“Outfit” is another word for “set,” as in how the three primary components (violin, bow, and case) are sold in a package. Sometimes it’s a better buy.
The beginning violin student and even someone with a few years of study might choose to purchase what is called a “violin outfit”. This is in contrast to separately purchasing the violin, bow, and the case.
Why would a student (and the funding source, typically parents) go one route over the other? It is basically a matter of having strong preferences for characteristics of each component, versus not knowing why they would prefer one bow, one violin, or one case over another. Some of that has to do with simply how much tolerance the buyer has for shopping or confidence when entering a local violin shop and speaking with a violinmaker.
These same considerations go for students of violas and cellos.
It isn’t difficult to find violins for sale at a local shop, online or in one of the large chain music stores. Violas and cellos for sale are similarly easy to find. The challenge isn’t finding them as much as knowing which models to buy. For beginning players, it’s a good bet that an outfit put together by a local violin shop is going to be a good buy.
Pricing of outfits – pretty much around $299 at the low end up to $2000 – is what makes them attractive as well. But that’s not to say individual components will necessarily cost more if purchased separately. All too often the pricing of an outfit might be misleading when, for example, available violins are of acceptable quality but the bow and case are subpar.
To help a violin buyer determine if the outfit components are of reasonable, “beginner level” quality, here are some things to look for:
Bow: For the beginner, a bow made of fiberglass is common and acceptable, although a student might also consider a carbon fiber bow because they are sturdy (sturdier than wood, which tends to be more expensive) and are less affected by temperature and humidity. More expensive are the Brazilwood and Pernambuco bows, although the Pernambuco (considered by many to be “the best”) are in short supply due to deforestation of the tree in its native Brazil (Brazilwood is derived from several species of available trees and as such is relatively inexpensive).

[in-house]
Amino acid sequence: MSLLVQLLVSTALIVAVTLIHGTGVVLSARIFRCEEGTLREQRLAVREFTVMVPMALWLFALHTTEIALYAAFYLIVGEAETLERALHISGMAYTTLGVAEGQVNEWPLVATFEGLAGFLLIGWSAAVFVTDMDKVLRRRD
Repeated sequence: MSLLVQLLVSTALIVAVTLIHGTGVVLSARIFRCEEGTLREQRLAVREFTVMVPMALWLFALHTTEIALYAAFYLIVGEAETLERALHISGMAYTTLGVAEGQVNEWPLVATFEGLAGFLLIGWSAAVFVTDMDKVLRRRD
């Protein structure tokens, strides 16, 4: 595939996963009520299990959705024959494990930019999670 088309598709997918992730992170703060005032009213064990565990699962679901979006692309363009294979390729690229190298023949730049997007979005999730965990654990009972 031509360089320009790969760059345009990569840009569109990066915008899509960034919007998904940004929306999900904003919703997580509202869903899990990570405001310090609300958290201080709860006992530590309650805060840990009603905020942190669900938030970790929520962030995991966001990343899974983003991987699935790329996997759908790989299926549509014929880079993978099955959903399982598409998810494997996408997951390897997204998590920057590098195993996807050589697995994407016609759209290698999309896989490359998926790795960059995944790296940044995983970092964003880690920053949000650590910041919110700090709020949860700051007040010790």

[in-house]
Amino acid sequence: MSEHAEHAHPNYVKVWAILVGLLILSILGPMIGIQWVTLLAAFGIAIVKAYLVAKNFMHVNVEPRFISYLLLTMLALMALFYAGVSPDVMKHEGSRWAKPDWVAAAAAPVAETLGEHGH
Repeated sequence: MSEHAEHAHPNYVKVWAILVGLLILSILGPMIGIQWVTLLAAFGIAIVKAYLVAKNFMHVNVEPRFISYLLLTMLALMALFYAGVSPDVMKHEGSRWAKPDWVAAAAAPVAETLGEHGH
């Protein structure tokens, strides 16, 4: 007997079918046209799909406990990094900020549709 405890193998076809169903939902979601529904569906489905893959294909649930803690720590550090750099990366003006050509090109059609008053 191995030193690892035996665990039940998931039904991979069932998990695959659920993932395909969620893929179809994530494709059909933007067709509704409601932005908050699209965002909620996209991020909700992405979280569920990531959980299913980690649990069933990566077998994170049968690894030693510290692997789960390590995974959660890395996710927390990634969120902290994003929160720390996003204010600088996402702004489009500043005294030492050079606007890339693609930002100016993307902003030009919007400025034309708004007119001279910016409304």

Case: A more expensive violin for a dedicated student might have a case with a built-in humidifier, thermometers and hygrometer (to check for humidity). But for students with a first violin, only the following should be a feature of the case: bow placement is secured to avoid contact with the violin, plus an extra compartment to hold rosin and a wiping cloth; interior padding with contours that mold to the shape of the instrument; hard exterior construction, made of wood, compacted foam, or carbon fiber. Soft-sided cloth carrying bags simply do not provide the same degree of protection.
Violin: A student’s teacher might be the best guide in determining which beginner violin would work best. At the minimum, the strings need to be set right, neither too high nor too low. The pegs and fine tuners need to be operational. And the spacing of the strings, the “bow clearance,” should be such that the bow does not hit the edges of the instrument when the violinist is bowing the outer strings.
The beginning student is also advised to find a luthier (violinmaker) who can determine where the student is at in his or her training. If the commitment is strong and there is some evidence of emerging talent, a smart strategy of investment in a good instrument, bow, and case might be in order. If the student has yet to demonstrate such qualities, a lower-priced violin outfit is perhaps the better choice.